Apply nutrients next to the roots where the plant can absorb nutrients best.
If a field has an unbalanced pH, you may have to apply nutrients more than once.
Watch for pH-caused deficiencies.
The beauty of Agro-Culture Liquid Fertilizer is that it can increase production in crops in poor pH environments, or in ideal conditions.
f you want ideal crop yield, you have to think about micronutrients. These usually cost more than nitrogen, potassium and phosphorous and the deficiencies are not as pronounced. These realities make some farmers suspect that they’re not really benefiting from this aspect of fertilization. To further complicate the issue, there have been, historically, issues with application. Some manufacturers of such fertilizers didn’t ensure that N-P-K stayed evenly mixed throughout the fertilizer, making it so that the grower couldn’t be sure the field was getting an even share of the needed nutrients.Therefore, cost and difficulty have been prohibitive in using micronutrients, though they are essential to improve the vitality and yield of your crops.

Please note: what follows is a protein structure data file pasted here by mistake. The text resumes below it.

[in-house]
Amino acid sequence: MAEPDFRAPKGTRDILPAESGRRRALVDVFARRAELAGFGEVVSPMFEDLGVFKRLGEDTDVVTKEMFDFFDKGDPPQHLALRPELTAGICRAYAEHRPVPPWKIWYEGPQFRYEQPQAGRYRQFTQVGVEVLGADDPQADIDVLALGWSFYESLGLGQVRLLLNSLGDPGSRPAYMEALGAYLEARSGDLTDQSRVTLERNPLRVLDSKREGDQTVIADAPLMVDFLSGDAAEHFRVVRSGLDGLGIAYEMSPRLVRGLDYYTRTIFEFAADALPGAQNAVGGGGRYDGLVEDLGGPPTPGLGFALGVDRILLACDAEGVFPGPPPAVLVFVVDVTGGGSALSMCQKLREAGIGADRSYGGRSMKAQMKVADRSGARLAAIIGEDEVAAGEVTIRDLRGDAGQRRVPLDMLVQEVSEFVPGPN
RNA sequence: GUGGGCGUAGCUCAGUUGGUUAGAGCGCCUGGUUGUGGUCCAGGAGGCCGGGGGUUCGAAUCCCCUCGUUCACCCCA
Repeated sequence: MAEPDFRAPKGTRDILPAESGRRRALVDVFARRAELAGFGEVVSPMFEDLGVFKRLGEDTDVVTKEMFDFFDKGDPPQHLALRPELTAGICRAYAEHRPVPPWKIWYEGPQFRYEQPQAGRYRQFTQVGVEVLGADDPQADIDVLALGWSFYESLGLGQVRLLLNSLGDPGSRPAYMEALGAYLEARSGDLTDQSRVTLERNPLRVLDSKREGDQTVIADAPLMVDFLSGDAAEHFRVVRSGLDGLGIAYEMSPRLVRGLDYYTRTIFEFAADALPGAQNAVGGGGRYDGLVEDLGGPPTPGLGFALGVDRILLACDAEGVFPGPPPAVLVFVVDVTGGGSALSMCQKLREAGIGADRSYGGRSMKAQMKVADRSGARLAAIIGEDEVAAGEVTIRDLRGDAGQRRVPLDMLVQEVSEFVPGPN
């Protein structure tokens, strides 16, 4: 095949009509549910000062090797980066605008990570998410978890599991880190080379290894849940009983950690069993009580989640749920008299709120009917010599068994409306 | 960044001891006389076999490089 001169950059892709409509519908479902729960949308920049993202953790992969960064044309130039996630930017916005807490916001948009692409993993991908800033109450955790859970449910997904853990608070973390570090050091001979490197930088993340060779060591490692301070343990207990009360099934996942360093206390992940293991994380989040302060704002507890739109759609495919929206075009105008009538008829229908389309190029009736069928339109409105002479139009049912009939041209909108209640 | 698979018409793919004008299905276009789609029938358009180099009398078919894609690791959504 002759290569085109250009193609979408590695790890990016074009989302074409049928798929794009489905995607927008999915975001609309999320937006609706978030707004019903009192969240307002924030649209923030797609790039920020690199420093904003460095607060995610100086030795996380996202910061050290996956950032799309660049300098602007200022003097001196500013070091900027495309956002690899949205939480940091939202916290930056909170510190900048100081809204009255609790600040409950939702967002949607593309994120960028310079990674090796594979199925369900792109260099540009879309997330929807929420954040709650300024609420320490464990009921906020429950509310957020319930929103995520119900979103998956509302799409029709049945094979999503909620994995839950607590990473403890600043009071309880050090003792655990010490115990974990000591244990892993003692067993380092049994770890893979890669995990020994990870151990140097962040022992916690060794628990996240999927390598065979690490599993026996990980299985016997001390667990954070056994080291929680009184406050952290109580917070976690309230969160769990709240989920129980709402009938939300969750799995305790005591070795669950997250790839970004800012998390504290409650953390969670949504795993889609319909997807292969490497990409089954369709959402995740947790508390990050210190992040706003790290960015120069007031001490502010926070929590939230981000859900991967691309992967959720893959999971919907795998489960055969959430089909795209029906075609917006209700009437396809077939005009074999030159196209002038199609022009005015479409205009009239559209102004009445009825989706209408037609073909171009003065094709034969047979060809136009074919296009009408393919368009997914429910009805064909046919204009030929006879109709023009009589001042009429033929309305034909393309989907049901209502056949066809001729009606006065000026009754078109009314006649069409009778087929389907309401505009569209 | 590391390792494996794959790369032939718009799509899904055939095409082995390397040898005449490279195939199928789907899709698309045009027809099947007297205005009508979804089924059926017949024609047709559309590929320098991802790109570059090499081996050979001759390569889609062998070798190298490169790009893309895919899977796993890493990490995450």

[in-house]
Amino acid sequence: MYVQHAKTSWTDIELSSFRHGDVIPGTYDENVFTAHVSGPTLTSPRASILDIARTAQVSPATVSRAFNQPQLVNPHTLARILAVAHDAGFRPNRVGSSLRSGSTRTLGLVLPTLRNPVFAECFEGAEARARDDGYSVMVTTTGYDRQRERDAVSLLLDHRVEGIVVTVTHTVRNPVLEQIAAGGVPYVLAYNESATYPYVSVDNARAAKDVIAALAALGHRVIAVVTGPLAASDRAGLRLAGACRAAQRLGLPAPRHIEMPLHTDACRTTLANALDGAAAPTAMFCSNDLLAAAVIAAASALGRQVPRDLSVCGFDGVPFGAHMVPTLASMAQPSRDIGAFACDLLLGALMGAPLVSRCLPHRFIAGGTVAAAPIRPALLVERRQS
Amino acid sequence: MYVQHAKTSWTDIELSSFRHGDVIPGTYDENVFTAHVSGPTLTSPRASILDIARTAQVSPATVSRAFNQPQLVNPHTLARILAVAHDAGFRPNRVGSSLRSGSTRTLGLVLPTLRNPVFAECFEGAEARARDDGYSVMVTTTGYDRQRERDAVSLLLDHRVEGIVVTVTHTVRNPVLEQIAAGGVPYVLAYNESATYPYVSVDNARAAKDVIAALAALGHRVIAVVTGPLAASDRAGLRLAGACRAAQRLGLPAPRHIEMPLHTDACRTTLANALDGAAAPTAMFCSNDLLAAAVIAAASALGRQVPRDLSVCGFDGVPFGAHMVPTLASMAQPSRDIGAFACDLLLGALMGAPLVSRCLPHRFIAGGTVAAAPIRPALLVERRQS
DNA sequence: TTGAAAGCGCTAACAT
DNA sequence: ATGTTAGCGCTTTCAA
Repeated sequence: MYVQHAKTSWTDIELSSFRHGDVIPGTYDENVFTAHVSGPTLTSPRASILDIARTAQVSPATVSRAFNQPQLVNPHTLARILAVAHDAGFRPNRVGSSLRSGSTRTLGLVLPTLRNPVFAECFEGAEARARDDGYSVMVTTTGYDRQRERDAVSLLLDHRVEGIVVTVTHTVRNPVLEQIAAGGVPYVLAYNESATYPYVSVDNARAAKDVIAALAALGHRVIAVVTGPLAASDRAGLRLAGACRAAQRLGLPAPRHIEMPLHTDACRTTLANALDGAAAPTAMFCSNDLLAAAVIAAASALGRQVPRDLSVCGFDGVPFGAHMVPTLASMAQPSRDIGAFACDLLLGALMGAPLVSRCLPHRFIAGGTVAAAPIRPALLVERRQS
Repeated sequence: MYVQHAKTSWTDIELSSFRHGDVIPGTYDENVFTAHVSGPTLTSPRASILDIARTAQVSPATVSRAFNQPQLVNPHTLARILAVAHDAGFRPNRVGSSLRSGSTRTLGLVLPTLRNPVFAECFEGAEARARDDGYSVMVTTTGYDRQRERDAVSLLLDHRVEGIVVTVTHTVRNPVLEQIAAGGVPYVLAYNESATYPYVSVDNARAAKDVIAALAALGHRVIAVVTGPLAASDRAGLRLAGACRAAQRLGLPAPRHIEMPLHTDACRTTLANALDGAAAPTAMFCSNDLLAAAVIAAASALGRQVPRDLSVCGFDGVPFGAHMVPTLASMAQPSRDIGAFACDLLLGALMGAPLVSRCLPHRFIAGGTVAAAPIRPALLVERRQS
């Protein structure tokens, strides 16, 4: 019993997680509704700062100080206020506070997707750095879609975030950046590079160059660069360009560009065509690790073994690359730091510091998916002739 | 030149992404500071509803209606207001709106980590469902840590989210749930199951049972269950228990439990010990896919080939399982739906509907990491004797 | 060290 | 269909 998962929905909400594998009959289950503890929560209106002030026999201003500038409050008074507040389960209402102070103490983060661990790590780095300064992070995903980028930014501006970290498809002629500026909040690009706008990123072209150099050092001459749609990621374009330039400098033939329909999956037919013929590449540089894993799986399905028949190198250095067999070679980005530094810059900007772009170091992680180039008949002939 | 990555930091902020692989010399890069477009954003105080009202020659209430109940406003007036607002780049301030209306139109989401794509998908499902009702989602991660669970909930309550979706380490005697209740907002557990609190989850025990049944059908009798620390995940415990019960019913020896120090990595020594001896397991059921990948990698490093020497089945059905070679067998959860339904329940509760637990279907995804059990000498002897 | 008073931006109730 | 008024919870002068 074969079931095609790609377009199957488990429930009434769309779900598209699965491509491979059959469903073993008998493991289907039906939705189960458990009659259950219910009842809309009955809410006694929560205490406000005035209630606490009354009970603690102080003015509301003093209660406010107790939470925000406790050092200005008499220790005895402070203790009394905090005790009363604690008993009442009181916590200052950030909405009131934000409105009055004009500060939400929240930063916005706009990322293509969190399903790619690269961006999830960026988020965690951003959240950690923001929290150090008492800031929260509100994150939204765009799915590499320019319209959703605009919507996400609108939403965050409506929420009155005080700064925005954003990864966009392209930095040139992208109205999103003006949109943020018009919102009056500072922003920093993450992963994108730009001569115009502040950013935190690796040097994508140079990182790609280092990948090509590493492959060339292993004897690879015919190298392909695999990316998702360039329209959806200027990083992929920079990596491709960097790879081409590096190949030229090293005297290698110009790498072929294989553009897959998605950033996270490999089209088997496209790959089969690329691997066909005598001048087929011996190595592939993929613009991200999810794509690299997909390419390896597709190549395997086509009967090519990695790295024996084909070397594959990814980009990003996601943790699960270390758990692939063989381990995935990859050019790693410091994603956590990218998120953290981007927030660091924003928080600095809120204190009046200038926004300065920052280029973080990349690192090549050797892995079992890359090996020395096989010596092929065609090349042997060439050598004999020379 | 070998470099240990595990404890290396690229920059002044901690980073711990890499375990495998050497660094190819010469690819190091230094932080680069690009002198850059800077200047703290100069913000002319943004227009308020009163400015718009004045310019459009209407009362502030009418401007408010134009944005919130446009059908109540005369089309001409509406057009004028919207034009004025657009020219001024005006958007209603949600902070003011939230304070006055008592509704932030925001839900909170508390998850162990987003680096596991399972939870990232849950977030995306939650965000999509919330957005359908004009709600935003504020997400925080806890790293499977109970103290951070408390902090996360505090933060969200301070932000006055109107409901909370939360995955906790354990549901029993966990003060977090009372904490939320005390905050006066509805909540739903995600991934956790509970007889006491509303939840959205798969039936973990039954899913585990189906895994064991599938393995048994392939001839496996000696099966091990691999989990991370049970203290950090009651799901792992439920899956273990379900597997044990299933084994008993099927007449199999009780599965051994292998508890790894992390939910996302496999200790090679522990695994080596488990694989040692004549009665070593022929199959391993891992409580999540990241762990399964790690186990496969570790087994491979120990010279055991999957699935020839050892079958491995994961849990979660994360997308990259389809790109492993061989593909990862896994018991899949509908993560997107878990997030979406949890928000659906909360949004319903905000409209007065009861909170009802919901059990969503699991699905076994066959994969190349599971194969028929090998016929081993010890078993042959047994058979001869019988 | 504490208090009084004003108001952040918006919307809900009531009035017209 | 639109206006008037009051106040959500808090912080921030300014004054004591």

Sulfur, technically being a “secondary” nutrient, is often overlooked. Yet, when needed, it should be treated as a primary unit. Without the right amount of sulfur, plants are unable to absorb primary nutrients. Sulfur should be an importance part of your fertilizer program.
We often just consider nitrogen as a nutrient to side-dress corn. But side-dressing is a great opportunity to supply many nutrients to our crops. Many times there is a lack of potassium (especially in sandy soil) and a side-dress of K may just supply the needed nutrient to plant at just the right time. In the same way, micro-nutrients and secondary nutrients can be side-dressed. Many are aware of the need for sulfur and manganese for Roundup ready crops. To meet the need, supplying M via side-dress is a perfect way to treat the crop, and can be done at the time other Roundup applications are done.